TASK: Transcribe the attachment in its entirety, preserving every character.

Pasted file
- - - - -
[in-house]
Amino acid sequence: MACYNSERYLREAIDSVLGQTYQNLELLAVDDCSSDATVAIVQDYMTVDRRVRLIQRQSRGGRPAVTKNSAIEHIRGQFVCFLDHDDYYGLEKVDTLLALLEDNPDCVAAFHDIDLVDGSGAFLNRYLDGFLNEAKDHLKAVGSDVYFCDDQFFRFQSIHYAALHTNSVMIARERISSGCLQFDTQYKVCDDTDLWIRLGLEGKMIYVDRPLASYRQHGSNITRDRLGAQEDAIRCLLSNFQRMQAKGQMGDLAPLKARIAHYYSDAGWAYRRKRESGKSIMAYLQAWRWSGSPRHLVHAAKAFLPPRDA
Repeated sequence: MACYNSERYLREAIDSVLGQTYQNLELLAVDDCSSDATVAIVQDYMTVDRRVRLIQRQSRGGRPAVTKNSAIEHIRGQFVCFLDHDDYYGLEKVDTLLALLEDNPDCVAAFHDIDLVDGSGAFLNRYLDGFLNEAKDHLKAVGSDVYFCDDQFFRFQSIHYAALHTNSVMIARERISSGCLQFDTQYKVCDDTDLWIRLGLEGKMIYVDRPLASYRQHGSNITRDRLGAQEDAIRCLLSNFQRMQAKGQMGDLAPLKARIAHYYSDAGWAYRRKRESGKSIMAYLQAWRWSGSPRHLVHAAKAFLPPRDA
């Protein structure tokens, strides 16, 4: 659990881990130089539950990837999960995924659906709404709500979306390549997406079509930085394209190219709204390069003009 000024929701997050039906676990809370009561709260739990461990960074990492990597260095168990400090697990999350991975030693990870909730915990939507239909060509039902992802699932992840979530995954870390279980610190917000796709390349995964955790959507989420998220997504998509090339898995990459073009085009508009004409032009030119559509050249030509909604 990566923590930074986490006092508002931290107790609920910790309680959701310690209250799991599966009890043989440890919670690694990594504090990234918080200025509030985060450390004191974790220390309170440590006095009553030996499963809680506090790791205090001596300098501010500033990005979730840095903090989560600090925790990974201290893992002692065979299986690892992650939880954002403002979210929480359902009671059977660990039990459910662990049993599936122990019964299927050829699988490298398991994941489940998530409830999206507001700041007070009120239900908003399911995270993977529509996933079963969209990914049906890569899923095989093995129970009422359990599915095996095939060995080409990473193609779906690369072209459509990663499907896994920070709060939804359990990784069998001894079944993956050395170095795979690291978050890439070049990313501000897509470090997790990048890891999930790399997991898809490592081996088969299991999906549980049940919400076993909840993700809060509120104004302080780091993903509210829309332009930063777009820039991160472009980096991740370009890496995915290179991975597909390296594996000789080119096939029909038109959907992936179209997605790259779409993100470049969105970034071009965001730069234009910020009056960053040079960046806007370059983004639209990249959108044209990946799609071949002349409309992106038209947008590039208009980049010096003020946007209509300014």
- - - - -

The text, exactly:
[in-house]
Amino acid sequence: MACYNSERYLREAIDSVLGQTYQNLELLAVDDCSSDATVAIVQDYMTVDRRVRLIQRQSRGGRPAVTKNSAIEHIRGQFVCFLDHDDYYGLEKVDTLLALLEDNPDCVAAFHDIDLVDGSGAFLNRYLDGFLNEAKDHLKAVGSDVYFCDDQFFRFQSIHYAALHTNSVMIARERISSGCLQFDTQYKVCDDTDLWIRLGLEGKMIYVDRPLASYRQHGSNITRDRLGAQEDAIRCLLSNFQRMQAKGQMGDLAPLKARIAHYYSDAGWAYRRKRESGKSIMAYLQAWRWSGSPRHLVHAAKAFLPPRDA
Repeated sequence: MACYNSERYLREAIDSVLGQTYQNLELLAVDDCSSDATVAIVQDYMTVDRRVRLIQRQSRGGRPAVTKNSAIEHIRGQFVCFLDHDDYYGLEKVDTLLALLEDNPDCVAAFHDIDLVDGSGAFLNRYLDGFLNEAKDHLKAVGSDVYFCDDQFFRFQSIHYAALHTNSVMIARERISSGCLQFDTQYKVCDDTDLWIRLGLEGKMIYVDRPLASYRQHGSNITRDRLGAQEDAIRCLLSNFQRMQAKGQMGDLAPLKARIAHYYSDAGWAYRRKRESGKSIMAYLQAWRWSGSPRHLVHAAKAFLPPRDA
């Protein structure tokens, strides 16, 4: 659990881990130089539950990837999960995924659906709404709500979306390549997406079509930085394209190219709204390069003009 000024929701997050039906676990809370009561709260739990461990960074990492990597260095168990400090697990999350991975030693990870909730915990939507239909060509039902992802699932992840979530995954870390279980610190917000796709390349995964955790959507989420998220997504998509090339898995990459073009085009508009004409032009030119559509050249030509909604 990566923590930074986490006092508002931290107790609920910790309680959701310690209250799991599966009890043989440890919670690694990594504090990234918080200025509030985060450390004191974790220390309170440590006095009553030996499963809680506090790791205090001596300098501010500033990005979730840095903090989560600090925790990974201290893992002692065979299986690892992650939880954002403002979210929480359902009671059977660990039990459910662990049993599936122990019964299927050829699988490298398991994941489940998530409830999206507001700041007070009120239900908003399911995270993977529509996933079963969209990914049906890569899923095989093995129970009422359990599915095996095939060995080409990473193609779906690369072209459509990663499907896994920070709060939804359990990784069998001894079944993956050395170095795979690291978050890439070049990313501000897509470090997790990048890891999930790399997991898809490592081996088969299991999906549980049940919400076993909840993700809060509120104004302080780091993903509210829309332009930063777009820039991160472009980096991740370009890496995915290179991975597909390296594996000789080119096939029909038109959907992936179209997605790259779409993100470049969105970034071009965001730069234009910020009056960053040079960046806007370059983004639209990249959108044209990946799609071949002349409309992106038209947008590039208009980049010096003020946007209509300014």